Suggested Reading: 'The Great Gatsby' Still Gets Flappers Wrong

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In 2013, and for a very long time, when someone says 'Flappers' the images conjured are of the dancing girls of the jazz age. That image is, mostly, wrong. They were far more than arm candy, gangster molls and dancing girls. The flappers were more accurately an early wave of feminism.

Although they didn't have Rosie the Riveter women also filed into factories and other jobs normally held by men during World War I. The flappers were the first generation of women to be financially independent in the west, they were the first generation of women to vote and they had values that differed from generations before. Marriage and family weren't their top priority. They were independent, sexually liberated, young and did their best to enjoy being young and independent.

The reason that our culture got the stereotypes so wrong is that most of the accounts of the flappers were written by men. CollectorsWeekly has a nice long piece about the Great Gatsby, who the flappers were and why they were so misunderstood.
"Through their writings, Scott and Zelda Fitzgerald—the young, glamorous literary couple du jour—defined the Jazz Age as we know it. Scott declared his Southern belle wife, whom he married in 1920, “the first American flapper.” The inspiration for Daisy Buchanan in “The Great Gatsby,” Zelda was known for her wild antics, like drunkenly jumping, fully clothed, into the fountain at New York’s Plaza Hotel. Even as a kid, she was always creating a scene: She stole a car when she was 8; she went swimming in a flesh-colored bathing suit in her teens. (Read more about her in this excellent bio at The Gloss.)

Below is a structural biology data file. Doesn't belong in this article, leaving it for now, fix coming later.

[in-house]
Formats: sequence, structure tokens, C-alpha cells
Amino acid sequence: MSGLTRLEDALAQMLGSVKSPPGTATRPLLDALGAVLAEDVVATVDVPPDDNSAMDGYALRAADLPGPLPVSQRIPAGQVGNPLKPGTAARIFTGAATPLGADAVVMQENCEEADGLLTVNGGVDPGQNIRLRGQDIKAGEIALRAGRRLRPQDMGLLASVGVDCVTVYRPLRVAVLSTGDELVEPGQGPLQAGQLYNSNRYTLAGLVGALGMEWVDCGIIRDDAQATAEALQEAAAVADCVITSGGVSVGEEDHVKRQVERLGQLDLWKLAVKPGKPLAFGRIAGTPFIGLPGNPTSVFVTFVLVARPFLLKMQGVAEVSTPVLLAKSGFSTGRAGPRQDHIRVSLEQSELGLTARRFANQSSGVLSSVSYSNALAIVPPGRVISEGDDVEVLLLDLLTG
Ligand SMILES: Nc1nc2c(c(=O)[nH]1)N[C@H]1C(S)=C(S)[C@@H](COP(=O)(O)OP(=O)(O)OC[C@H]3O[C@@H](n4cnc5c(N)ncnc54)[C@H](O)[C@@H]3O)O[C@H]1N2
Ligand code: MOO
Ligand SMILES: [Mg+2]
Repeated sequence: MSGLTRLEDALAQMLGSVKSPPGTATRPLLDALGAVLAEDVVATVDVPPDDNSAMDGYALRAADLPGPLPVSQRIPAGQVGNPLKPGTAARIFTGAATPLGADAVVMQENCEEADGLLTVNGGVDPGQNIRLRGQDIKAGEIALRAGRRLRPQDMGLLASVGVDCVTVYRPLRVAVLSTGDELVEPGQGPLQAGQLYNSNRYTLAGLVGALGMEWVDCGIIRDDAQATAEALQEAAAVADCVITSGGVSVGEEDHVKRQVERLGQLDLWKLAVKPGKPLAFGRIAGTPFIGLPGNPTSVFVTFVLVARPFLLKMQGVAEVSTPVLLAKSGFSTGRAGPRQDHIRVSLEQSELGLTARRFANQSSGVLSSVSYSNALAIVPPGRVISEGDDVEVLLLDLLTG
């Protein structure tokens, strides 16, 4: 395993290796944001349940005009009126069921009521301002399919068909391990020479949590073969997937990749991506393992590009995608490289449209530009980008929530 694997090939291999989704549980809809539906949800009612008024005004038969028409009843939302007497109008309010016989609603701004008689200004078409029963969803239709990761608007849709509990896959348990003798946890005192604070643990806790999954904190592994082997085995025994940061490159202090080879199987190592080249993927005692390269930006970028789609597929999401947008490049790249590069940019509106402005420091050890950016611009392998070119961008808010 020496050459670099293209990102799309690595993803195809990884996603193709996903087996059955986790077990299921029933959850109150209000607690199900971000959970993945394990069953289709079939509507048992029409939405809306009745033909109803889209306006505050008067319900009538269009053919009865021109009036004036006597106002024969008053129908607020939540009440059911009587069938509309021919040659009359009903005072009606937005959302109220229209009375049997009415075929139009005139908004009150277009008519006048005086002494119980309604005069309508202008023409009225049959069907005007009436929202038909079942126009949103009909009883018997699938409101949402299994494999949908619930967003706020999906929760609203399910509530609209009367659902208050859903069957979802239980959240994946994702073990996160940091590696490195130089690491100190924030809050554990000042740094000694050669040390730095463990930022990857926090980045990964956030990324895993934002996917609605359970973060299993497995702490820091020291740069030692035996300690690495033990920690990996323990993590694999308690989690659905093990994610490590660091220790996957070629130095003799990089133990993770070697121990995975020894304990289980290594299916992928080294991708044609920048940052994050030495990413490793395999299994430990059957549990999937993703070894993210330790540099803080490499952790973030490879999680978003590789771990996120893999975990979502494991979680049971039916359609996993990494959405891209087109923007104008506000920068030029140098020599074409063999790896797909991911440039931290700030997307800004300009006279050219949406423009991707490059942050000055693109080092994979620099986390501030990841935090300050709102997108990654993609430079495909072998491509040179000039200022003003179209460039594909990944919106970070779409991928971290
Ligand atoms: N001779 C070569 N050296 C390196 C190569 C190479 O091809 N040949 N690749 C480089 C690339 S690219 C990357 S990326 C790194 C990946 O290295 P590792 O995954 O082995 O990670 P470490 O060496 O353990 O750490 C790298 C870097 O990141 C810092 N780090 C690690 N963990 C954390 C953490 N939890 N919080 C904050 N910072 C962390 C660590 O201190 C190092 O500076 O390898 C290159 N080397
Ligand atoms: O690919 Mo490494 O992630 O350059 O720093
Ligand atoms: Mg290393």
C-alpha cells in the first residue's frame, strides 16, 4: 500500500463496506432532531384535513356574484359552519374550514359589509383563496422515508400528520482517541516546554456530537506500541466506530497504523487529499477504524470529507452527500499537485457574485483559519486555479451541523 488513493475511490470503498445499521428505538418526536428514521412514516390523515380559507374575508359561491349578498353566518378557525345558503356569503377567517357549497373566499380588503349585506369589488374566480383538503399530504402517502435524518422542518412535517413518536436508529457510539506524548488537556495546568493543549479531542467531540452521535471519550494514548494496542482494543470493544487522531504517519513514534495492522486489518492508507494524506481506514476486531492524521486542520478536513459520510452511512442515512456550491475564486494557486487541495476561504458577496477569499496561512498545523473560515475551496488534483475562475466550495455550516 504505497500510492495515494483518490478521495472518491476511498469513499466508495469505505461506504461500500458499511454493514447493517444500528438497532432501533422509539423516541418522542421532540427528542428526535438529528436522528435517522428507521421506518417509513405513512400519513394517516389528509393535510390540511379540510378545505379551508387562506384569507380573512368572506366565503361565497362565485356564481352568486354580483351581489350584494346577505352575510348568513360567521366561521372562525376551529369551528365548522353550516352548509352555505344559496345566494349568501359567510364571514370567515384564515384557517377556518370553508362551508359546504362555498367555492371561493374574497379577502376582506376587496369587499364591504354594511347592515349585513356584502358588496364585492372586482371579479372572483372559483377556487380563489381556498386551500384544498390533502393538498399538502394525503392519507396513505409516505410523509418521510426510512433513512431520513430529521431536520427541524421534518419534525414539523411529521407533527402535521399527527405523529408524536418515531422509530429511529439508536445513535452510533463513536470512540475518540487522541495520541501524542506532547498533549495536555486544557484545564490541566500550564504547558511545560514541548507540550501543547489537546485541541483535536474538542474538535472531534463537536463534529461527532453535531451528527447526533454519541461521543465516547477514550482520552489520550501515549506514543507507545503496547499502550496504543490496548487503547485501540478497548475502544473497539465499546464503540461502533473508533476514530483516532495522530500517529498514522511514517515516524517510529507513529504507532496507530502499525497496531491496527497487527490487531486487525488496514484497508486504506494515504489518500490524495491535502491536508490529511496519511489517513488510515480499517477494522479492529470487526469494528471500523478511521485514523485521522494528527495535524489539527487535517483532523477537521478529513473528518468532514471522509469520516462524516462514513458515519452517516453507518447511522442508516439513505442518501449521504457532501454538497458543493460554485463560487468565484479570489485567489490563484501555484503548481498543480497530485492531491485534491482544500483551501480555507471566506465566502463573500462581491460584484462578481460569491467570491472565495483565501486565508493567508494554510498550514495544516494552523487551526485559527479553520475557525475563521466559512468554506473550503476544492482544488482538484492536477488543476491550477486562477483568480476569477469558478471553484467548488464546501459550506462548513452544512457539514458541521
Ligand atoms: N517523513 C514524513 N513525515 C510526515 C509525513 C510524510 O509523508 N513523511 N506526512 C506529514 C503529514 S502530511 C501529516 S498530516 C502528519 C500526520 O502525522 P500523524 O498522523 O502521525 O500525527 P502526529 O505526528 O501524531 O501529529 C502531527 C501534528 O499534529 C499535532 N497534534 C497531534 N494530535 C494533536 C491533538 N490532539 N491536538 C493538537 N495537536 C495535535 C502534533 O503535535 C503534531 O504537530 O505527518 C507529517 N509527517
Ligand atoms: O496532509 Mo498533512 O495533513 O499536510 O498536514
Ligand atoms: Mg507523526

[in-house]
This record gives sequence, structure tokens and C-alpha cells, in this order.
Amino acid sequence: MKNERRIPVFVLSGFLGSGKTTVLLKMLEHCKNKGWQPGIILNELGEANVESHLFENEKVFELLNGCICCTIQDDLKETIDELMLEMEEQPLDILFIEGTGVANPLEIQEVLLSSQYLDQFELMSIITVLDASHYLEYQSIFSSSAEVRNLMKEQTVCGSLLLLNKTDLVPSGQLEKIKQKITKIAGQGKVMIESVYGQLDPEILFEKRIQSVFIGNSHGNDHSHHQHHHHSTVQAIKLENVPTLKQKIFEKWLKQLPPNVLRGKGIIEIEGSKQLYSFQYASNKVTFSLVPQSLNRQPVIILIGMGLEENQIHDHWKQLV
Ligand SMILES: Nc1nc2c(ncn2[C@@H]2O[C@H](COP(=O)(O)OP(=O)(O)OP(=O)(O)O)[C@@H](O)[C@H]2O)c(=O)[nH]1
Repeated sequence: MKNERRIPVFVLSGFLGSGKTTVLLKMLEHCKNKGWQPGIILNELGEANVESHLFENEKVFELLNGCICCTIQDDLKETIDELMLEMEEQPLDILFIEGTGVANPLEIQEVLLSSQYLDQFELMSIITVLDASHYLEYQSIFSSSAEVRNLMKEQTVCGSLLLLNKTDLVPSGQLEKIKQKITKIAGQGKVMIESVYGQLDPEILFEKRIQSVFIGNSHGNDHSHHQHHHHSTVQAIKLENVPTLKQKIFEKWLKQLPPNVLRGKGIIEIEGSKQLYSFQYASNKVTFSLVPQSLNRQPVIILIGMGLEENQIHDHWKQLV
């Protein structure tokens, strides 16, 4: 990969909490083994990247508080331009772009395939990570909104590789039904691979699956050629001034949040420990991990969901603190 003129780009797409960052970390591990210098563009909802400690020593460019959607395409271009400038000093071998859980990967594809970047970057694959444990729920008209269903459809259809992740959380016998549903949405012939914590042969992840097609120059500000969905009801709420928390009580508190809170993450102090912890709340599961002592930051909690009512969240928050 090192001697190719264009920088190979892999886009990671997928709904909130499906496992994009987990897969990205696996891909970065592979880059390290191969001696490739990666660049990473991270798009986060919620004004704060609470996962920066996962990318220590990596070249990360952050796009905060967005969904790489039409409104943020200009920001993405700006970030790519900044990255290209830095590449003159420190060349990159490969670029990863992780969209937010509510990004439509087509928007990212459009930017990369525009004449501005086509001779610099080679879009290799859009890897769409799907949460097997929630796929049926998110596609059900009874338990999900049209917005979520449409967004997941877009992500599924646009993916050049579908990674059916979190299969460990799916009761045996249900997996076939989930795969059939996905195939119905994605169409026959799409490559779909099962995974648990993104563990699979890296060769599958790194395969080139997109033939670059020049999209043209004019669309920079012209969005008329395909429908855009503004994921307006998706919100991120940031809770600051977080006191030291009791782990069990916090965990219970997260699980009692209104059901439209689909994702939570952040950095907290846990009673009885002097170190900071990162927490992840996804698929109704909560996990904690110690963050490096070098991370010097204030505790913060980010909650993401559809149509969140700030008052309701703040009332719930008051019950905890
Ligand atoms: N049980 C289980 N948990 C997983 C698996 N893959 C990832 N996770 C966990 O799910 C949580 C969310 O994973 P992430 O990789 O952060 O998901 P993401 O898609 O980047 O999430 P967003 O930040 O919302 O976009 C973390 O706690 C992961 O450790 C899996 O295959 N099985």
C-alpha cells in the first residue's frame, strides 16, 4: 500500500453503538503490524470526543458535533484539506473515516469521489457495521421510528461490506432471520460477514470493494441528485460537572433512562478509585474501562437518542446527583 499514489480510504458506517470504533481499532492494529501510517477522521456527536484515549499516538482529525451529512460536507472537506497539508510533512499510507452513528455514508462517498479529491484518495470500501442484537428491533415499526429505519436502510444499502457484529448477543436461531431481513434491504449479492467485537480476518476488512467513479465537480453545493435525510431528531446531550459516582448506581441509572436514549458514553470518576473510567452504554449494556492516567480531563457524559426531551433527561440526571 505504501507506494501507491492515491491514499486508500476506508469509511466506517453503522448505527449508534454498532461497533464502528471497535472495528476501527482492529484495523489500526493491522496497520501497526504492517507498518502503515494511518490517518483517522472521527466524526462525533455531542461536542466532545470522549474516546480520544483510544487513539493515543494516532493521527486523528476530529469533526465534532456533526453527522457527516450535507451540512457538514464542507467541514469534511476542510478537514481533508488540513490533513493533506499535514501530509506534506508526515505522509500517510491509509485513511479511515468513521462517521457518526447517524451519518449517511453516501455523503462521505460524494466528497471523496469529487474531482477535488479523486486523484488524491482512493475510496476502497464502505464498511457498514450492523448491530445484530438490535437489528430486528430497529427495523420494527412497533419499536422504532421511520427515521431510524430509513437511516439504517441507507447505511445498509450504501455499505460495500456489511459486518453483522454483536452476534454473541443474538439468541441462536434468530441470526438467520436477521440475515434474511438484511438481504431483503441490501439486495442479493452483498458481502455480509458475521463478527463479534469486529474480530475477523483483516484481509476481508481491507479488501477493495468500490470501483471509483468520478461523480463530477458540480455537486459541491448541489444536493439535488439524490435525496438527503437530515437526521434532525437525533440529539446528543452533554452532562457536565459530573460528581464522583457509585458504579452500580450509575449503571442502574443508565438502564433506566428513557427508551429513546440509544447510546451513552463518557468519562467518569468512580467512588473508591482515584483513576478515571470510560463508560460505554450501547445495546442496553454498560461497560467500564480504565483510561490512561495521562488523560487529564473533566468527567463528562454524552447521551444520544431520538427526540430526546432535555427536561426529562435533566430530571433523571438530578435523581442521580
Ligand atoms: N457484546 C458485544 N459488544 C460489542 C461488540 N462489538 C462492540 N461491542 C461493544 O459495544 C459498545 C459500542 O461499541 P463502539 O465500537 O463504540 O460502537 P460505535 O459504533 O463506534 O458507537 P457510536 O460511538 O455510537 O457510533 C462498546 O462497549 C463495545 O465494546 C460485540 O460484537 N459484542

In her June 1922 piece for Metropolitan Magazine called “Eulogy on the Flapper,” 22-year-old Zelda only hints at the radical edge of the flapper movement.

“The Flapper awoke from her lethargy of sub-deb-ism, bobbed her hair, put on her choicest pair ofearrings and a great deal of audacity and rouge and went into the battle. She flirted because it was fun to flirt and wore a one-piece bathing suit because she had a good figure, she covered her face with powder and paint because she didn’t need it and she refused to be bored chiefly because she wasn’t boring. She was conscious that the things she did were the things she had always wanted to do. Mothers disapproved of their sons taking the Flapper to dances, to teas, to swim and most of all to heart. She had mostly masculine friends, but youth does not need friends—it needs only crowds.”

Read the rest!

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